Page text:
Dr Meg Hutchison

Dr Meg Hutchison

It is with great sadness that we announce the death of our former and much respected colleague, Dr Margaret (Meg) Hutchison, who passed away in Aberdeen Royal Infirmary on Tuesday, November 2.

Meg (known professionally as Margaret Foster) was appointed by Professor John Mallard in 1968 to work on Electron Spin Resonance (a precursor of MRI), joining the group where Jim Hutchison already worked. A relationship flourished and Meg and Jim married in 1972. When the team imaged the first patient using MRI in 1980, Meg’s background as a zoologist proved invaluable in correlating the image appearance with disease-induced changes in the tissues. This pioneering work continued throughout Meg’s career, contributing greatly to the Aberdeen team’s research and confirming Meg’s world-wide reputation in the field. Meg helped to set up the European Society for Magnetic Resonance in Medicine and Biology in 1983 and was its President in 1991-92.

Meg was promoted to Lecturer, Senior Lecturer and then Reader in Bio-Medical Physics. She coordinated the department’s Master’s degree programmes in Medical Physics and related topics from the mid-1980s until her early retirement in 2001. Generations of MSc students and many PhD students and post-docs benefited from her expert, always kind guidance.

Meg and Jim Hutchison were known for their incredible kindness and generosity, and their “NMR Christmas lunches” – organised and paid for by Meg, in a local hotel – were one of the highlights of the year for all the staff and students working in and associated with the MRI group. Their hospitality also came to the fore, whenever visiting researchers would visit the labs.

Professor David Lurie, Emeritus Professor at the University of Aberdeen, worked closely with Meg for many years. He said: “Meg’s knowledge of biology and her background in ESR made her a fantastic research partner when we were developing free radical imaging techniques and her input was invaluable in taking that work forward.”

He also recalls fondly work-related trips with Meg to a variety of locations, including trips to Moscow and Novosibirsk as part of a large networking grant that Meg had secured. “Meg’s wonderful sense of humour made her an excellent travelling companion,” he added.

Following her retirement, Meg changed her focus from biology to archaeology, which was always a keen interest of hers, and volunteered at the University’s museum in Marischal College for many years, developing her expertise in osteology and isotopic dating of Neolithic bone fragments. She continued to publish in that field until 2017. She would also assist the curator of the archaeological museum in Gozo, Malta, where she and Jim had a holiday home.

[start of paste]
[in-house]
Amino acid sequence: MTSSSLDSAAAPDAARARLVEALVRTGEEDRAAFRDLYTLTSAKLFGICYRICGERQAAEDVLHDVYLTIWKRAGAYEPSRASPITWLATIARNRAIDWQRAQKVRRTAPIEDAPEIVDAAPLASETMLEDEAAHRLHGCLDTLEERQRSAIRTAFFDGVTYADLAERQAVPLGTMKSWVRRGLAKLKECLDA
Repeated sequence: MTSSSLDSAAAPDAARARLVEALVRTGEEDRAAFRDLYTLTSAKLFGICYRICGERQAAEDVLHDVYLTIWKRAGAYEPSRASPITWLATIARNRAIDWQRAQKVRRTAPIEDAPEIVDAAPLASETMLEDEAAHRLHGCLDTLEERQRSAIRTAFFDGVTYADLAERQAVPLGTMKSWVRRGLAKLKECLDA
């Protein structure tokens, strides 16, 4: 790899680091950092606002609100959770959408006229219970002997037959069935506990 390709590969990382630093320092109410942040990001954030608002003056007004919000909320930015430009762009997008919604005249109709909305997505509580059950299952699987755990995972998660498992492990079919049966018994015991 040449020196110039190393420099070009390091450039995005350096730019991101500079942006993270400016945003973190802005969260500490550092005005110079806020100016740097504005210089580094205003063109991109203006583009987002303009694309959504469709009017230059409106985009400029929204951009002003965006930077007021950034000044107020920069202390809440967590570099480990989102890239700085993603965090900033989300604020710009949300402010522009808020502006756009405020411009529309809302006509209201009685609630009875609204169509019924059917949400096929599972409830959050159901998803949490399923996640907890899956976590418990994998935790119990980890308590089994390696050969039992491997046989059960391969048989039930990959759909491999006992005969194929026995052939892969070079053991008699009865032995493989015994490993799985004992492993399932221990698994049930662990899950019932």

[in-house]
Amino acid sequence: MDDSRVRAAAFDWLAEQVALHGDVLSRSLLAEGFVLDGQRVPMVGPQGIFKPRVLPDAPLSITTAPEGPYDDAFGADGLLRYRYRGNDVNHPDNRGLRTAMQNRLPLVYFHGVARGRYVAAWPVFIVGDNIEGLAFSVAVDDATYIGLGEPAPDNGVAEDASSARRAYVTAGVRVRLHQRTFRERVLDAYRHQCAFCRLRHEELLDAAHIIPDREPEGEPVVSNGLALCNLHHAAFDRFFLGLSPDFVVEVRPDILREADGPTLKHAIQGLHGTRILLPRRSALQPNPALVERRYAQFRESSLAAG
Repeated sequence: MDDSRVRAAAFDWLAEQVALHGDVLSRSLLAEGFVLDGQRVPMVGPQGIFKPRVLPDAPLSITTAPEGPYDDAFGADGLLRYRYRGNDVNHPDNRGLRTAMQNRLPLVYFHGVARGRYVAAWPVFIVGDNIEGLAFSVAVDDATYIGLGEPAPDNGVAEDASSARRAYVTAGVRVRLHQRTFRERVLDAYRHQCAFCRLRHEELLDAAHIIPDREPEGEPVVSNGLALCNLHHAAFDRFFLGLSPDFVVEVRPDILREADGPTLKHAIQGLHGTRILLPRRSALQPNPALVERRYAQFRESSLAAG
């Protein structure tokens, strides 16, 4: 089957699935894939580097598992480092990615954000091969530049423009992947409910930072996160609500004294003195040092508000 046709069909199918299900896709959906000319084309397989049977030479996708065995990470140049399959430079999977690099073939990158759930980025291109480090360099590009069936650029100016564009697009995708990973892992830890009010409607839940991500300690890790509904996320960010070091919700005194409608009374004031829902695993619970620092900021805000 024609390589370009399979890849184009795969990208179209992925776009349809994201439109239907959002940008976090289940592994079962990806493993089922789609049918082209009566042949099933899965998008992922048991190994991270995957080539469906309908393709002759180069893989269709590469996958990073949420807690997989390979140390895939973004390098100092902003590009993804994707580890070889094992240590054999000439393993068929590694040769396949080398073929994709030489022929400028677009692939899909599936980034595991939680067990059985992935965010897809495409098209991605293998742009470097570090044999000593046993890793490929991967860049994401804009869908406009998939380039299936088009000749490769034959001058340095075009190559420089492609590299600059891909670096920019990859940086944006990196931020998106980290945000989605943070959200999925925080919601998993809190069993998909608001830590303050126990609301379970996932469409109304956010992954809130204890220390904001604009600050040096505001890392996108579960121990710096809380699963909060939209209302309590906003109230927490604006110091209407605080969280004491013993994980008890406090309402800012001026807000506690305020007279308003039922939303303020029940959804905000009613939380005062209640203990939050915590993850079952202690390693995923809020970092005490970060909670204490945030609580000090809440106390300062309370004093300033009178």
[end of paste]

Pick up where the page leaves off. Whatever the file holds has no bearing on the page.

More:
Professor Peter Murchie knew Meg well having been neighbours for almost 50 years. Meg even taught Peter to drive in her Ford Capri.

He said: “Aside from her work in medical physics, Meg was a true polymath who could talk authoritatively on a very wide-range of topics from literature to astronomy to car mechanics to name but a few. She had a passion for antiquarian books, a large collection of which I believe she has bequeathed to the University.

“She had an especial passion for archaeology and I recall had published monographs and articles on archaeological topics relevant to the Picts and Northeast Scotland. Relevant to this she was involved in the Beaker’s and Bodies project.

“She was a gourmet cook and keen equestrian, keeping a horse at Countesswells, and a Rotarian. She was also a natural tutor and there are at least two generations of Westhill school children who have grown up experts in pyrotechnics due to her generous and fabulous annual bonfire night firework displays over 40 years in Westhill!”

Emeritus Professor Peter Sharp, who joined the team in 1969, the year after Meg, added: “Meg was a lone biologist in a department of physicists but there was no one who would deny that she played an immensely important part in the department’s success.  

“As medical physicists we were tasked with developing physics techniques which could then be applied in the medical arena. Often our ideas would work well on the benchtop but struggled to perform when applied to patients. This was when Meg would step in and gently explain to bemused physicists how to address the challenges of biology. It is no exaggeration to say that without these insights many of the developments championed by the department would have failed and patient care would have suffered.  

“For many years Meg was also the only woman on the academic staff and, as the coordinator of our MSC programmes, often found herself providing emotional support to students. I was tempted to say that she acted as a mother to students but even now I can hear Meg’s outraged reaction to such a sexist comment! It has been a privilege to know and work with Meg.” 

Meg will be fondly remembered as a first-class researcher and teacher, a consummate organiser and a kind and generous colleague who will be greatly missed by all who knew her.

The funeral will be held on Friday, 12 November at 3.15pm at the Aberdeen Crematorium.

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